“Once you enter the centre, there is security and you necessarily have to pass through a metal detector gate. Where else do journalists work like that?”, the anonymous journalist asked.

Now that access to internet has slightly improved with 2G, according to Kashmiri journalists, some journalists have been given a facility of a leased-line service in their offices after signing an agreement not to “misuse” the internet service. However, the majority of journalists, mostly freelancers and photojournalists, still have to go to Media Facilitation Centre to send their stories.

“The fact that the administration decided to restore high-speed internet to hotels, travels companies and government offices first but not the local newspapers run from Kashmir, only reflected a deliberate strategy to deny local journalists (their ability to work) in a free environment”, Ashiq said.

Cases against social media users

On March 4, the government lifted the curbs on social media until March 17, but has still not allowed high-speed internet on mobile devices. In any case, only phones with sim cards registered with the government can access the internet. The government has not explained the limit.

According to journalists, the ban on social media sites such as Facebook, WhatsApp and Twitter was a strategic move by the government to prevent users from accessing information about Kashmir that had not been provided by the government. A second Kashmir-based journalist who requested anonymity said that government did not want people to use social media because news can’t be controlled there.

“Social media allows free flow of information. I think they are worried about that and don’t want that free flow out of Kashmir”, a journalist said.

From August until the beginning of March, when the curbs on social media were lifted, people in Kashmir, including journalists, have been circumventing the social media ban by using virtual private networks (VPN). However, the VPNs do not always work properly.

Earlier this year the government filed a case against hundreds of unnamed internet users who had used VPN to circumvent the social media ban. According to reports, the authorities are probing hundreds of suspected users who are allegedly “misusing social media to propagate unlawful activities and secessionist ideology”. Police have also said they are targeting people under anti-terror laws, a growing tool for repressing free expression across the globe.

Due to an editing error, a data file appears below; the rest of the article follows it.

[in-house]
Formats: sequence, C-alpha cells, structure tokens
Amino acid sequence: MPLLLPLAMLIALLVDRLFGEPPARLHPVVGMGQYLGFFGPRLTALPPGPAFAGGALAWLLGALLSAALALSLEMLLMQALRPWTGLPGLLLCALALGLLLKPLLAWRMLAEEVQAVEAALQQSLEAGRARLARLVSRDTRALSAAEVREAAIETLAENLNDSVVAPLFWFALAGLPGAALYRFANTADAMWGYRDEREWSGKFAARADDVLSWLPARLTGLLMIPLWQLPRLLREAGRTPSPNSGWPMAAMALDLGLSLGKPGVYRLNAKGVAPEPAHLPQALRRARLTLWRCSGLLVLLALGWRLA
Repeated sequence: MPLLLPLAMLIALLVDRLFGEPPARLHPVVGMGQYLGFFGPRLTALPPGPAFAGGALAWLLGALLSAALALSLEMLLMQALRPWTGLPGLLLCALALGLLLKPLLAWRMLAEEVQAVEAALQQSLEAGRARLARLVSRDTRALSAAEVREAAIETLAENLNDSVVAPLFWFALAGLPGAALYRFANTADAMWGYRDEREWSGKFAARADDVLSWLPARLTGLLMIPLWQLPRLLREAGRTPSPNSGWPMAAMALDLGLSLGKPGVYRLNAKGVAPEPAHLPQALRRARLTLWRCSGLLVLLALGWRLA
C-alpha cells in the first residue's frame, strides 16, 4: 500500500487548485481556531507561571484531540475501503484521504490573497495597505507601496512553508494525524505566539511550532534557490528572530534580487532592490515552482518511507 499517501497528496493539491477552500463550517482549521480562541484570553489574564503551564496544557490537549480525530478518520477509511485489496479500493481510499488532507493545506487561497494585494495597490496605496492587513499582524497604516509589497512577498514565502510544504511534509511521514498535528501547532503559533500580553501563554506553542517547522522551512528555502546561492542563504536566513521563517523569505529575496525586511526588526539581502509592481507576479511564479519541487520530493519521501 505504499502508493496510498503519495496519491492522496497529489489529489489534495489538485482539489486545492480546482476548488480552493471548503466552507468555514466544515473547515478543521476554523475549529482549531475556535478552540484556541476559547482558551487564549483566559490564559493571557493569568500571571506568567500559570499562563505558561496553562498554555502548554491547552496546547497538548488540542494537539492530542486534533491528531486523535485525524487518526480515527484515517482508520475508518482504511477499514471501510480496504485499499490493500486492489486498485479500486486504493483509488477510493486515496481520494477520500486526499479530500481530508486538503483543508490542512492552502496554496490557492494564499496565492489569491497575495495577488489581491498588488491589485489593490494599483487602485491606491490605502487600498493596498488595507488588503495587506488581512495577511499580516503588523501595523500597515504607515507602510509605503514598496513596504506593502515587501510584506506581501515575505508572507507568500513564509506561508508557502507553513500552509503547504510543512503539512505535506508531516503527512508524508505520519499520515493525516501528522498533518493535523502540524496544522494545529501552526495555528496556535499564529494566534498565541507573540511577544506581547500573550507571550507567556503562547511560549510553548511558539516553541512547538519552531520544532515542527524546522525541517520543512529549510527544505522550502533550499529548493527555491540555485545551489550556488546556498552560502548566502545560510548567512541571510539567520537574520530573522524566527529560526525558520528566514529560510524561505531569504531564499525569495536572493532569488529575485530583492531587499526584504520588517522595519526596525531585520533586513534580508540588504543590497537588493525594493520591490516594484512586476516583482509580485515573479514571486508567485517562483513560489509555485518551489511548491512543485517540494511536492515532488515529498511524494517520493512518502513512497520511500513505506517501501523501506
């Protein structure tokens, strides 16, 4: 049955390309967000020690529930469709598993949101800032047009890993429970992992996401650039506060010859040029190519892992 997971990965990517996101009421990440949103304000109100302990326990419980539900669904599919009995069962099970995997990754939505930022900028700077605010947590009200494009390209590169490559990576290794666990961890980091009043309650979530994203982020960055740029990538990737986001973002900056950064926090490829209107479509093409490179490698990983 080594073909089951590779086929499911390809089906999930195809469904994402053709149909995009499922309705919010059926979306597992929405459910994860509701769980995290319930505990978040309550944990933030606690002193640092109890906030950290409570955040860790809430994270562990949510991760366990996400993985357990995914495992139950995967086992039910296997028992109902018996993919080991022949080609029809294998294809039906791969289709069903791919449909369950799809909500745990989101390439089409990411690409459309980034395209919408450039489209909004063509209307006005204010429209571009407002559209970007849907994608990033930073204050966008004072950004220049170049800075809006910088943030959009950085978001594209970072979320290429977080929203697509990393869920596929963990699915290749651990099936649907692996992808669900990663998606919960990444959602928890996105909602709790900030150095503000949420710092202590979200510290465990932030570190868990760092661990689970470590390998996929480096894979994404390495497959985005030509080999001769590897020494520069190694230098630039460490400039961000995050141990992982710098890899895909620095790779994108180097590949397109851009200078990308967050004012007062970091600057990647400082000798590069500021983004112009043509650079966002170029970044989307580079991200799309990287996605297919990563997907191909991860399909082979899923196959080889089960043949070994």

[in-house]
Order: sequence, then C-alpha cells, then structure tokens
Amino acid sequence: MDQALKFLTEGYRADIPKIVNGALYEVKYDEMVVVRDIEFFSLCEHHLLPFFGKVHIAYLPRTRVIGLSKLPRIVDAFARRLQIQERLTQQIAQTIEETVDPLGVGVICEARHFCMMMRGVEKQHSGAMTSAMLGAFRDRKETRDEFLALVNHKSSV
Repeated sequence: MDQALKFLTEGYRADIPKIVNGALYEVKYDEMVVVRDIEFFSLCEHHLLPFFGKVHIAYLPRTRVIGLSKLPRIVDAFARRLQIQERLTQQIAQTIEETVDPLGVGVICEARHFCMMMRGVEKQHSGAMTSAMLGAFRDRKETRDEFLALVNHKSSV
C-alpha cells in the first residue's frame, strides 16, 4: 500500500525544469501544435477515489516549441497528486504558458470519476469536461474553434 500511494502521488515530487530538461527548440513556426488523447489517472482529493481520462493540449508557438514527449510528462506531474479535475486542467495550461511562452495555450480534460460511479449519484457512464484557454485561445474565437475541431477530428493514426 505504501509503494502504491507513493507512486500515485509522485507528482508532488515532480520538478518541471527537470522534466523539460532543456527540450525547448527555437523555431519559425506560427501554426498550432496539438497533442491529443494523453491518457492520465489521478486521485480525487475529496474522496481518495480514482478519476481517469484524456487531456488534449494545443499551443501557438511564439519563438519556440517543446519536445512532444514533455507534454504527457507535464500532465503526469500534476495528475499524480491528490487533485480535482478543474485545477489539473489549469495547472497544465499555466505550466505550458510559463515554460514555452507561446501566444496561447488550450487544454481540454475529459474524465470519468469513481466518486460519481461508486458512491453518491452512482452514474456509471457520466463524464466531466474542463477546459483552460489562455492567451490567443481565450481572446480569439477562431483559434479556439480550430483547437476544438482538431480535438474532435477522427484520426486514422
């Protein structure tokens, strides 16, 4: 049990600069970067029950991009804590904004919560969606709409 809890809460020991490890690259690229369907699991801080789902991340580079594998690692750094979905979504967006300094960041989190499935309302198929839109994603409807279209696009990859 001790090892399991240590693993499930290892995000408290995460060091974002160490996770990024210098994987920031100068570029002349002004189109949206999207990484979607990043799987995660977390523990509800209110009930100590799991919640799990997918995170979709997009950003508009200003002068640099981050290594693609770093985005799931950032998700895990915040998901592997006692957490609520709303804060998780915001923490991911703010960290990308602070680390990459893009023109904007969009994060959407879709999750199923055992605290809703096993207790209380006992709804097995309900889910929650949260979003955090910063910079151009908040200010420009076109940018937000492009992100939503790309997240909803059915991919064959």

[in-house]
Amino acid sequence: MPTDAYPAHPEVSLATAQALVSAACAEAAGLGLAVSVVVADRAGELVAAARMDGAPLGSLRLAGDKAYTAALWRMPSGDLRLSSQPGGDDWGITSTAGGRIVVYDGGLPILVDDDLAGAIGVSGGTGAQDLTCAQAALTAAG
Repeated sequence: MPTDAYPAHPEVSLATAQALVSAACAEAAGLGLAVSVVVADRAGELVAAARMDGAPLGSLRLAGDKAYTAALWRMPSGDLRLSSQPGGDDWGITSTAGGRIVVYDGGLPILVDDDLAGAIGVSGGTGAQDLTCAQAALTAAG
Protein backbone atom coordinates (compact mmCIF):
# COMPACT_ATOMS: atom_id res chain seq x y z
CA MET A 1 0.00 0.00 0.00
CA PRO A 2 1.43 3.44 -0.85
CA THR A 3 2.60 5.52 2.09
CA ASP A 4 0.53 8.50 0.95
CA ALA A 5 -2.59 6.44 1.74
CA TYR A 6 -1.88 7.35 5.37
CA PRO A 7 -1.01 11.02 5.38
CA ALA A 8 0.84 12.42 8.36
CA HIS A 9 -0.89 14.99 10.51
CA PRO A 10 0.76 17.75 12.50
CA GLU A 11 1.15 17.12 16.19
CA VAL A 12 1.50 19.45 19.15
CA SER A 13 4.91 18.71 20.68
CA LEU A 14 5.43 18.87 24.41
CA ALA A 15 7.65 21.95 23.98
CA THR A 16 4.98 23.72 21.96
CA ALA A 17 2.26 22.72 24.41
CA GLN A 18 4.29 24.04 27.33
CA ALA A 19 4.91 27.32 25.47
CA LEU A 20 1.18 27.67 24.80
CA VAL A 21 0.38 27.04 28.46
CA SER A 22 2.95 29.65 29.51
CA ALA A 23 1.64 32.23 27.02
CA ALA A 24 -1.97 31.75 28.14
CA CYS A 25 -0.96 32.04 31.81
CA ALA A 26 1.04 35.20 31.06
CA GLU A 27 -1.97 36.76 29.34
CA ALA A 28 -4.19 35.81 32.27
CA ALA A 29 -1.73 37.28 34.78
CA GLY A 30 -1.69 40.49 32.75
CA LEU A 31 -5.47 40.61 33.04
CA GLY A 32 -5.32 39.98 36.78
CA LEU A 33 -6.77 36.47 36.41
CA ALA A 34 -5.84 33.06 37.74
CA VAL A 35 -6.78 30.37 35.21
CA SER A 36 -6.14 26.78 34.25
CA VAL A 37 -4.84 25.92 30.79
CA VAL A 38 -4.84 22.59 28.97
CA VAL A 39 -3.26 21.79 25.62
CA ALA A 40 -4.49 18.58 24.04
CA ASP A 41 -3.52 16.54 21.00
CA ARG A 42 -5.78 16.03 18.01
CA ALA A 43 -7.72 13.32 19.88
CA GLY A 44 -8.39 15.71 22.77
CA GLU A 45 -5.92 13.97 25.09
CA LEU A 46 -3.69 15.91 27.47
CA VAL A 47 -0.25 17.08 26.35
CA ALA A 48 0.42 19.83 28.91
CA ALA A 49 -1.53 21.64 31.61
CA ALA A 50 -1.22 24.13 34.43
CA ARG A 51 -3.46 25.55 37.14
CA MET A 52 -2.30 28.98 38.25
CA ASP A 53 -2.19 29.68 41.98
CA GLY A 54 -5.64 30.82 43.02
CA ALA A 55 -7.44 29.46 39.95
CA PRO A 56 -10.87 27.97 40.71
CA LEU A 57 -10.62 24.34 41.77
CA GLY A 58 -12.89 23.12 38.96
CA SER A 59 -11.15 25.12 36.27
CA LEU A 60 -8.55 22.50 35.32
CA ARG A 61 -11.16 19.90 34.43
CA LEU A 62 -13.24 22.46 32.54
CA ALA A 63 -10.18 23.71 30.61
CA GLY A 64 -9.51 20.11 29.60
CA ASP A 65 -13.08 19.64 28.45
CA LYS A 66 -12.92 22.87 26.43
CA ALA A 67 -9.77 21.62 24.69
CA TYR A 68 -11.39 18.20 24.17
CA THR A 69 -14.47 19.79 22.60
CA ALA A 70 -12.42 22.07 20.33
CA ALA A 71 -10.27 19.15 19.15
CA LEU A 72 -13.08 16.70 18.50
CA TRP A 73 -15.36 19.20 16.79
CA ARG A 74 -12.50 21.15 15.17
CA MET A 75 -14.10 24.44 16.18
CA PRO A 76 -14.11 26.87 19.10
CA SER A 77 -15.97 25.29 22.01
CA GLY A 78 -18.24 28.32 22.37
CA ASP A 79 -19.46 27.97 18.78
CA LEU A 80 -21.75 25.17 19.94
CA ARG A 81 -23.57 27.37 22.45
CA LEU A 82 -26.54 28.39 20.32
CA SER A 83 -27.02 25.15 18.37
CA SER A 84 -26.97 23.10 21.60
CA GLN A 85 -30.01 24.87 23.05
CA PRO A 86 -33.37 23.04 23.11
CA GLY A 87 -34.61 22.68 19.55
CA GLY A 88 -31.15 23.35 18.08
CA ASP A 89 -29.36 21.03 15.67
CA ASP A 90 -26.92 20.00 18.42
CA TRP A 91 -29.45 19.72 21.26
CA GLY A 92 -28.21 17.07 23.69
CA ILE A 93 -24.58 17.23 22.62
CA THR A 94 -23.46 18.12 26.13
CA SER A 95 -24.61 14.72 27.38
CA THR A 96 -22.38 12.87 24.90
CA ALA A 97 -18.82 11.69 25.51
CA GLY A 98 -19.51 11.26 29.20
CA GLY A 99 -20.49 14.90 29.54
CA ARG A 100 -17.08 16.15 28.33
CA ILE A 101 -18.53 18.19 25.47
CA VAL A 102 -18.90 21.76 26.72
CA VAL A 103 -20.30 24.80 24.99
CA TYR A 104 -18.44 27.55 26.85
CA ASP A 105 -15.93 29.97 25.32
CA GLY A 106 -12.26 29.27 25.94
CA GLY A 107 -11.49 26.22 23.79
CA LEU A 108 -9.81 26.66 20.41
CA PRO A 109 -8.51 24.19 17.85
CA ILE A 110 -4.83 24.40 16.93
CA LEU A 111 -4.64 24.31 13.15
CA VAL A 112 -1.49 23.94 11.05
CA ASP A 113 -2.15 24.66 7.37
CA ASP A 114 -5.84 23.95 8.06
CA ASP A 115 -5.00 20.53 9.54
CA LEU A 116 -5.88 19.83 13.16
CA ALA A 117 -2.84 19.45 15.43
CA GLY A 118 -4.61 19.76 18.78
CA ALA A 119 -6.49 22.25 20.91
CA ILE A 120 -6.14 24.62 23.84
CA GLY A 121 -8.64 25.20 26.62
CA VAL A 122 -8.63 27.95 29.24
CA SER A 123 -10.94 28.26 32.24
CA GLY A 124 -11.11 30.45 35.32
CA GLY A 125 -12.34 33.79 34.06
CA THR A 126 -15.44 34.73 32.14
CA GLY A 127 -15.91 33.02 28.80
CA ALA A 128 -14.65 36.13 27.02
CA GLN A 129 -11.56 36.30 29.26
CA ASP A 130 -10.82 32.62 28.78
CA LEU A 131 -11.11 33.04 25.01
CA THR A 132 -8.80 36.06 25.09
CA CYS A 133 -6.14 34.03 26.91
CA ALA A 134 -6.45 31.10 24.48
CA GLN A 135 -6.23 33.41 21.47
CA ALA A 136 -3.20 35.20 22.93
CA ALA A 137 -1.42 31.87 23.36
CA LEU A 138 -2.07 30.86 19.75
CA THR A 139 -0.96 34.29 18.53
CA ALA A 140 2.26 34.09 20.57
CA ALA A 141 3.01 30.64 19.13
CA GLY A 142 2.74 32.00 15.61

According to the journalists interviewed by IPI, those caught with a VPN on their mobile, including journalists, risk being beaten up and having the phone smashed.

For journalists, social media is an essential tool as they rely on it to find sources, tips and story ideas and, also share their own work. “Cutting off journalists from social media is like taking a fish out of water. It chokes journalists and limits their ability to report”, Peerzada Ashiq said.

Even though the government has lifted curbs on social media – at least temporarily – the situation otherwise for journalists in Kashmir continues to be deeply troubling. Azaan Javaid, who was beaten by the police, says it looks like the state is only tightening its information stranglehold on Kashmir.

“In that case it comes to journalist’s initiative to keep on reporting what they can. It might become difficult, but I think we have to maintain that independence and objectivity in our reporting. It only becomes imperative for us to do that”, Javaid said.